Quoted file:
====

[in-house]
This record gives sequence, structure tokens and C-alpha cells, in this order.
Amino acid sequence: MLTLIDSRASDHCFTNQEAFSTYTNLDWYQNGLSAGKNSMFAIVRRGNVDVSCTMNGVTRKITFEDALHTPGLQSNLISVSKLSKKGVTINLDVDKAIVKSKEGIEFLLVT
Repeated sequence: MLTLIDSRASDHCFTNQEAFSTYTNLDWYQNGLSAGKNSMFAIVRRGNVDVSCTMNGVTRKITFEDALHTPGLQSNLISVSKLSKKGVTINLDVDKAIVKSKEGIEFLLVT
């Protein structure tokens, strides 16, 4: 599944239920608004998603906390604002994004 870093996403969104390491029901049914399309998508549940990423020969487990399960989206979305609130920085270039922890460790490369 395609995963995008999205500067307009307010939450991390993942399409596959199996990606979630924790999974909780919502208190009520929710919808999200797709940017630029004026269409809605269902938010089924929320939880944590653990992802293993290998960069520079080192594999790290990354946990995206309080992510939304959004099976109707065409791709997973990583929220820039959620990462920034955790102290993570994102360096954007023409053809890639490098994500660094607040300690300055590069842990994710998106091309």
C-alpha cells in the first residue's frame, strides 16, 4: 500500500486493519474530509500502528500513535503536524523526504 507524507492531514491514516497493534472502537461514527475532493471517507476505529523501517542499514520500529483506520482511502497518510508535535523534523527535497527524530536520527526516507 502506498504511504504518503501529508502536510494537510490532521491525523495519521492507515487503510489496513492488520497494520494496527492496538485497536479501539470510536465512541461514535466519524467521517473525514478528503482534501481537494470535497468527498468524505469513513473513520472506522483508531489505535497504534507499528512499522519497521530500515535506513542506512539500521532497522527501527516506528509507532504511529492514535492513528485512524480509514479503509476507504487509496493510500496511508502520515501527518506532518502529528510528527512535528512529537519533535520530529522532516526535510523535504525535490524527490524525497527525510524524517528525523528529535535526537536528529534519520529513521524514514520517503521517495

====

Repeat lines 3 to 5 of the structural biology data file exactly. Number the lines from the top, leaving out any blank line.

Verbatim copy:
Amino acid sequence: MLTLIDSRASDHCFTNQEAFSTYTNLDWYQNGLSAGKNSMFAIVRRGNVDVSCTMNGVTRKITFEDALHTPGLQSNLISVSKLSKKGVTINLDVDKAIVKSKEGIEFLLVT
Repeated sequence: MLTLIDSRASDHCFTNQEAFSTYTNLDWYQNGLSAGKNSMFAIVRRGNVDVSCTMNGVTRKITFEDALHTPGLQSNLISVSKLSKKGVTINLDVDKAIVKSKEGIEFLLVT
């Protein structure tokens, strides 16, 4: 599944239920608004998603906390604002994004 870093996403969104390491029901049914399309998508549940990423020969487990399960989206979305609130920085270039922890460790490369 395609995963995008999205500067307009307010939450991390993942399409596959199996990606979630924790999974909780919502208190009520929710919808999200797709940017630029004026269409809605269902938010089924929320939880944590653990992802293993290998960069520079080192594999790290990354946990995206309080992510939304959004099976109707065409791709997973990583929220820039959620990462920034955790102290993570994102360096954007023409053809890639490098994500660094607040300690300055590069842990994710998106091309």